Recovery from addiction is about much more than abstinence from drugs and alcohol. The strongest recovery is one based on living a happier and more fulfilling life. That requires making changes in your relationships, habits, and outlook. One way to significantly improve the quality of your life is to make a habit of practicing gratitude. 

Gratitude improves your relationships.

Gratitude is good for recovery in many ways. One of the most important is that it improves the quality of your relationships and the quality of communication with others. Practical experience tells us that people like to feel appreciated and that’s exactly what you’re doing whenever you express gratitude to others. However, there’s also quite a bit of research showing that gratitude improves relationships. Studies have found that expressing gratitude can strengthen relationships, improve relationship satisfaction. It can also increase your willingness to forgive others, promote conflict resolution, and foster mutually beneficial behavior. [https://positivepsychology.com/gratitude-research/] Strong relationships are crucial for a successful recovery because they give you a sense of connection and purpose, reduce stress, and increase accountability. Therefore, practicing gratitude helps your recovery by improving the quality of your relationships. 

Gratitude makes you happier.

Gratitude is also good for your recovery because it is one of the best ways to make you happier overall. There have now been decades of research connecting gratitude and wellbeing. In one study, Robert Emmonds and Michael McCullough, two leading gratitude researchers, divided participants into three groups. Each of the three groups was asked to write just a few sentences each week. One group was asked to write about daily irritations or things that displeased them. The second group was asked to write about events that had affected them but the researchers didn’t specify whether these events should be positive or negative. The third group was asked to write about things that had occurred during the week that they were grateful for. After 10 weeks, the group that had written about things they were grateful for each week felt more optimistic and better about their lives. As unexpected bonuses, they also made fewer trips to the doctor and exercised more than the group that had written about irritating experiences. [https://www.health.harvard.edu/healthbeat/giving-thanks-can-make-you-happier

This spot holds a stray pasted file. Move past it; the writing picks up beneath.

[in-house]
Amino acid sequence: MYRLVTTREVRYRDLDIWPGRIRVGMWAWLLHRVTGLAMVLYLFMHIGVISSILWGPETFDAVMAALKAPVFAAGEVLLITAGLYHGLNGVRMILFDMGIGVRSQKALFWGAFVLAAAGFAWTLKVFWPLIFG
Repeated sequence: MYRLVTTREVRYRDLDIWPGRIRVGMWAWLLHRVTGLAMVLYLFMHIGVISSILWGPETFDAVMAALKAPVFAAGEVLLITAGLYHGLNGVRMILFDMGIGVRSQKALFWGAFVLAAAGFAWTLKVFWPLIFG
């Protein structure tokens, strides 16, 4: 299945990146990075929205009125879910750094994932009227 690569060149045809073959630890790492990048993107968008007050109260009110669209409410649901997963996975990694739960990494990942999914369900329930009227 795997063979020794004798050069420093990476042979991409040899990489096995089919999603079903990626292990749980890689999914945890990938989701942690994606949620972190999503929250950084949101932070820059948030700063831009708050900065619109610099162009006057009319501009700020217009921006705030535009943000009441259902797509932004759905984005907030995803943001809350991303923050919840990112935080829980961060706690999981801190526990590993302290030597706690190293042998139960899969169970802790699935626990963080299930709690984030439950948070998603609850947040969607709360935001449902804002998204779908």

A positive outlook and a general sense of well-being are significant factors in a strong recovery because they help prevent relapse. Relapses don’t typically happen spontaneously but rather in stages–emotional, mental, then physical. Emotional relapse is characterized by negative emotions, bottling up emotions, focusing on other people’s problems, and neglecting self-care. [https://www.ncbi.nlm.nih.gov/pmc/articles/PMC4553654/] Fortunately, the emotional stage of relapse is when it is easiest to turn things around. One way to do this is by practicing gratitude. It improves your outlook and it also makes you more willing to communicate openly and forgive others, as noted above.